-- Robert Preidt
MONDAY, Oct. 7 (HealthDay News) -- When seniors in long-term
care facilities fall, more than a third hit their heads, a new
Researchers analyzed video footage of 227 falls suffered by 133
seniors in a long-term care facility and found that they struck
their heads in 37 percent of the incidents. People hit their head
on the floor in 63 percent of such cases, most often striking hard
flooring, such as tile or linoleum. Sixteen percent struck their
head on furniture and 13 percent hit their head on a wall.
The finding that head impact occurred in that many falls is
alarming, said study author Stephen Robinovitch, of Simon Fraser
University in Vancouver, British Columbia, and colleagues. He noted
that young people rarely strike their head when they fall.
The study was published Oct. 7 in the
CMAJ (Canadian Medical Association Journal).
The risk for head impact was much higher for forward falls than
for backward falls, and attempts to use the arms to break falls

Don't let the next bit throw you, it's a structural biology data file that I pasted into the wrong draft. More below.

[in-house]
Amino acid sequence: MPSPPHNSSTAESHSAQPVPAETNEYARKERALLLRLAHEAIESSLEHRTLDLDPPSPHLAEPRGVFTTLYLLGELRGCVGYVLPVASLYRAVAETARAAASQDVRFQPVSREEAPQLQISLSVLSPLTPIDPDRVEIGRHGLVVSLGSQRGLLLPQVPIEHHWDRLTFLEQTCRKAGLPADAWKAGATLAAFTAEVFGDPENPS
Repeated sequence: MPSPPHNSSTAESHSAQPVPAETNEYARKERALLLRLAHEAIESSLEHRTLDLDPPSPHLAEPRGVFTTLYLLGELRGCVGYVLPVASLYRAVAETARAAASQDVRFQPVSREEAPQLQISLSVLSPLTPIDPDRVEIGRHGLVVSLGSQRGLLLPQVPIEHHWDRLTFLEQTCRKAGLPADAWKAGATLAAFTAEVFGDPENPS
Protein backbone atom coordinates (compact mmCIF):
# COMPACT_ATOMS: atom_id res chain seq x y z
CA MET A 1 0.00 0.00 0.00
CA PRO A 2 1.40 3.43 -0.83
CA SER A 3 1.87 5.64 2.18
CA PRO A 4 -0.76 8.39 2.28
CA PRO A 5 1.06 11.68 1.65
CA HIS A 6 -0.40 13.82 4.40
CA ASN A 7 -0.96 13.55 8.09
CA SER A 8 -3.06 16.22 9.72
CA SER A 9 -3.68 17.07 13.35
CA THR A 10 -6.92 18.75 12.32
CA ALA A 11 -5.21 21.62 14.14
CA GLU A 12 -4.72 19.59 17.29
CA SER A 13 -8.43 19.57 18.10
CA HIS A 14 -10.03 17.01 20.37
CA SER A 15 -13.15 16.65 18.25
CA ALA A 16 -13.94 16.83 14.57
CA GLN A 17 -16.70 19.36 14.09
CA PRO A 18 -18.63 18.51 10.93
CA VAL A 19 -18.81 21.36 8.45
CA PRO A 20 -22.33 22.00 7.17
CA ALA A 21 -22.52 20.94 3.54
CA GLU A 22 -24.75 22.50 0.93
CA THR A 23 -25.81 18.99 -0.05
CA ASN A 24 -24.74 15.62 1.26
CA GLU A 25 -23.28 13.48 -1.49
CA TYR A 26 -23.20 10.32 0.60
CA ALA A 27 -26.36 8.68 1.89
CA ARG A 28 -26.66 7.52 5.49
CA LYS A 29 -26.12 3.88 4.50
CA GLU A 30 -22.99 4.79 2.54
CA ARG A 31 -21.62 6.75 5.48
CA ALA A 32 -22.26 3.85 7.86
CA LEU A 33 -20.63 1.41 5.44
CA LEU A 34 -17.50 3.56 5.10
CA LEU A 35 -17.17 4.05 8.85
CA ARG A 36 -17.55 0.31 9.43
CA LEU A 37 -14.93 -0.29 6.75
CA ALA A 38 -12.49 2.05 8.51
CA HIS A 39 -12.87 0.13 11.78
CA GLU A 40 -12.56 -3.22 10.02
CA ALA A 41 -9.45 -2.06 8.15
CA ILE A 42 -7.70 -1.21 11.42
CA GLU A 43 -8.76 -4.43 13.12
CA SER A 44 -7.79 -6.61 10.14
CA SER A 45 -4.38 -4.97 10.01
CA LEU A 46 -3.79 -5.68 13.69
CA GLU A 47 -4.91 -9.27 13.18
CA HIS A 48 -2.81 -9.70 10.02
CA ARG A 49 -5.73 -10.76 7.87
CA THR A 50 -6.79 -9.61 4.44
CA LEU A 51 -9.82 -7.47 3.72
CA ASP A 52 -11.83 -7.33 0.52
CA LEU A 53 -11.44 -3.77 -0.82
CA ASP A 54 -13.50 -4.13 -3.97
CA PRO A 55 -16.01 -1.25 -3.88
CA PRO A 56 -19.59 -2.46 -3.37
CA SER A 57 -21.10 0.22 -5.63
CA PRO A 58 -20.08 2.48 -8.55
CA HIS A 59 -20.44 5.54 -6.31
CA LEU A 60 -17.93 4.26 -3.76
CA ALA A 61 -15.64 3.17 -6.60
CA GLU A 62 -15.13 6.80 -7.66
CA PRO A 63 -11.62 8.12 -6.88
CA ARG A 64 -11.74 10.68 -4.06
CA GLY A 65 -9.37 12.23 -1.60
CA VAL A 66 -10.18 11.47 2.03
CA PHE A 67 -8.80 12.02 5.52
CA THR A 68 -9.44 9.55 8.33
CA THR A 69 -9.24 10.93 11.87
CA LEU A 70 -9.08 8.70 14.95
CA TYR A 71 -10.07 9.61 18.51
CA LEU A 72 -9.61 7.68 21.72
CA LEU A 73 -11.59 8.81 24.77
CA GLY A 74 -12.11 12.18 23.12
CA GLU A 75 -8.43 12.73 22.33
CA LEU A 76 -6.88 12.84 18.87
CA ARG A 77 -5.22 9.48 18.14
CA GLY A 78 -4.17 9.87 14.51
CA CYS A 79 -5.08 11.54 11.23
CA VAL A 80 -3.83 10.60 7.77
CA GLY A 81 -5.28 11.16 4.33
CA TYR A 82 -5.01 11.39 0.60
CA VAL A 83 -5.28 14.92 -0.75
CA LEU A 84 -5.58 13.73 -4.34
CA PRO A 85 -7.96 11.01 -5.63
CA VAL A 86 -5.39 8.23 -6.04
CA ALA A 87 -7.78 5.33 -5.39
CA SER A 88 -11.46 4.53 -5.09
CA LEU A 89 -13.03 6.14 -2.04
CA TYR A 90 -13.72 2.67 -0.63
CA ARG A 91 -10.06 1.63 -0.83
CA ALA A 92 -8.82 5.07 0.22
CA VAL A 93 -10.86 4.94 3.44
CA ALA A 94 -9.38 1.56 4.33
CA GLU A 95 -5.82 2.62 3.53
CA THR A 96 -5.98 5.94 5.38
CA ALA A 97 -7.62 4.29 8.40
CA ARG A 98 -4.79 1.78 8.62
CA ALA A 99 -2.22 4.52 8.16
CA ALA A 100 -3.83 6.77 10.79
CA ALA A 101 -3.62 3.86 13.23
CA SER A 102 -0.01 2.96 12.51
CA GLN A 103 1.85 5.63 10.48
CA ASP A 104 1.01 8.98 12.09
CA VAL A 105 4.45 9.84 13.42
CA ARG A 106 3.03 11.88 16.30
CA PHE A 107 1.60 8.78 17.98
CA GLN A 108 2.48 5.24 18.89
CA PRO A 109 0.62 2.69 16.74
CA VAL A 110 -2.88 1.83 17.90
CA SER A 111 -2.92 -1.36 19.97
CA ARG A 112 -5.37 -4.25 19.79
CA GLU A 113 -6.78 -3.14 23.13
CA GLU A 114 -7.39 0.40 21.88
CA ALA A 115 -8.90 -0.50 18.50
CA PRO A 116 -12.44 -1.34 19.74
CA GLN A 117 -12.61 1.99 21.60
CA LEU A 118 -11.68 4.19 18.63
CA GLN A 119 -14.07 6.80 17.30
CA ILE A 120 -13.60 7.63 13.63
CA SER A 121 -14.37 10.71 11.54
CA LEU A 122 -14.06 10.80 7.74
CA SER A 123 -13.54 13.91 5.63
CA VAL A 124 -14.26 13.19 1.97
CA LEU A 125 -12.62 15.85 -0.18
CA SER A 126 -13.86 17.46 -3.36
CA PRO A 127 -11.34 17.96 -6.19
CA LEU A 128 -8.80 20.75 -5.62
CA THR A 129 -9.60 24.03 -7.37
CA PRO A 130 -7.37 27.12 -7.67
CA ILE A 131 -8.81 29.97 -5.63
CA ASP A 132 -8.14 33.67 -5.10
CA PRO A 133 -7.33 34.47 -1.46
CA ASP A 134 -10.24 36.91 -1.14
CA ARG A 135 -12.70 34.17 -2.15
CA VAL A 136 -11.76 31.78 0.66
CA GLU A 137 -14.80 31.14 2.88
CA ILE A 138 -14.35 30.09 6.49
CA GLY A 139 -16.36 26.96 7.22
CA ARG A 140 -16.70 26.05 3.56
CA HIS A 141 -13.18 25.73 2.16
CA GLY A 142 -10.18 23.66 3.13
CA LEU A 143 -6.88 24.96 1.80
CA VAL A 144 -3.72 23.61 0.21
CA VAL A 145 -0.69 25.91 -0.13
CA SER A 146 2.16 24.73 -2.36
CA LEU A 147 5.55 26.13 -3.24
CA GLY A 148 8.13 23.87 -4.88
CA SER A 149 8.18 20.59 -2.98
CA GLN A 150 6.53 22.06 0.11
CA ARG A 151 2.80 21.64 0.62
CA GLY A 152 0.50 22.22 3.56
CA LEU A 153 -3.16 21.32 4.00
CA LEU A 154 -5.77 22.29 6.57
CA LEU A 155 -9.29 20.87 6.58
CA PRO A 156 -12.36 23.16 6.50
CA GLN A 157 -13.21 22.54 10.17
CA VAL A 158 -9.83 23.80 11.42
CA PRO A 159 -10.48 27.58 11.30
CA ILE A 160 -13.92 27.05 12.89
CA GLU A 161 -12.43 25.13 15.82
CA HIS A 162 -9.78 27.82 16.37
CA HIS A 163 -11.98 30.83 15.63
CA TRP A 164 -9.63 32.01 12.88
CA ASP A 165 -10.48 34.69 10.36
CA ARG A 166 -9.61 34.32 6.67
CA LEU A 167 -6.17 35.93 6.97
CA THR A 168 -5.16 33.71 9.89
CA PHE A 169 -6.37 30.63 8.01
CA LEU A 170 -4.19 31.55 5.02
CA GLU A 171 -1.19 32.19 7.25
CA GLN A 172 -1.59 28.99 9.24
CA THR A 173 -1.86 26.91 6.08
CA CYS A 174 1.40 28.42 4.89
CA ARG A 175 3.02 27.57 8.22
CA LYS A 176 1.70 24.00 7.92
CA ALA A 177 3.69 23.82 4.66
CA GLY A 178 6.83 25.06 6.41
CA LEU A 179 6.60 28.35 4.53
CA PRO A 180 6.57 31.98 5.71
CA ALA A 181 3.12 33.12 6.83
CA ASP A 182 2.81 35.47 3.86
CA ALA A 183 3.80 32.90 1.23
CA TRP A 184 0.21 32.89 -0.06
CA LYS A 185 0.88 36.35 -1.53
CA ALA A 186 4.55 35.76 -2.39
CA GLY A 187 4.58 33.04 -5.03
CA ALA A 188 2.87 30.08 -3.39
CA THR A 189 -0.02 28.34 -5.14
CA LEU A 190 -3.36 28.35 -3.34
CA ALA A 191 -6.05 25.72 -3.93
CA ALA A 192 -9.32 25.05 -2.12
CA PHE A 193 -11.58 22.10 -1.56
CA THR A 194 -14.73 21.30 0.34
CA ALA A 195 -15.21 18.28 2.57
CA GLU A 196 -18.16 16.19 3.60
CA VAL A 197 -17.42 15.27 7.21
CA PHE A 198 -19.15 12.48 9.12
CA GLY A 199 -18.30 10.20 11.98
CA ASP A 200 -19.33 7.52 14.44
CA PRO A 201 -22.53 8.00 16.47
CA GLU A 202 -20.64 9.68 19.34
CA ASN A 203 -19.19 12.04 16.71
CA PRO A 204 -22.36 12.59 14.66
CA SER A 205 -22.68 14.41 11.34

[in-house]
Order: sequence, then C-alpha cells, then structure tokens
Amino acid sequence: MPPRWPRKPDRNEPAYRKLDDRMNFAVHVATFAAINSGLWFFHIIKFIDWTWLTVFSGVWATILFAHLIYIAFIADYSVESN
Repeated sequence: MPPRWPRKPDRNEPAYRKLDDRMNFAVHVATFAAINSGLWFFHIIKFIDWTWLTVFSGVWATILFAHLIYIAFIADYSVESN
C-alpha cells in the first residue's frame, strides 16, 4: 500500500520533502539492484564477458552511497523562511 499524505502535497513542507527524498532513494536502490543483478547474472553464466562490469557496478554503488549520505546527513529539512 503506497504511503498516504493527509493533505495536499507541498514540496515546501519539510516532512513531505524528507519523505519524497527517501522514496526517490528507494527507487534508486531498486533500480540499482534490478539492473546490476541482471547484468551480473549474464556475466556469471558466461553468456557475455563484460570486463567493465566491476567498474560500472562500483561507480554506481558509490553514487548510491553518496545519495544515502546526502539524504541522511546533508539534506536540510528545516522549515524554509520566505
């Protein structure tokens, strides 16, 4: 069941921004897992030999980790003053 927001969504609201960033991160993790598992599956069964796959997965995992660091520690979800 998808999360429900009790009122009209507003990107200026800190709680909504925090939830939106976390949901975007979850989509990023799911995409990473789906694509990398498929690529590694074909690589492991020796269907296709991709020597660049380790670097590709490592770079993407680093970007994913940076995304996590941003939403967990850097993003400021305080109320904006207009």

were ineffective, according to a journal news release.
"Although we cannot identify why hand impact was generally ineffective in halting downward movement and preventing head impact, likely causes include ineffective arm placement; non-optimal muscle tone or muscle activation at impact; and insufficient strength in upper-limb, neck and trunk muscles, which is amenable to improvement through resistance training," the researchers wrote.
They said their findings suggest a number of areas for
improvement, including better procedures to detect possible brain
injuries due to falls in long-term care residents and exercises to
strengthen upper limbs.
Creating a safer environment is another suggestion -- such as
adding a flooring sub-layer that is soft enough to cushion the
impact but not so soft that it impairs balance.
The U.S. National Institute on Aging has more about
older adults and falls.
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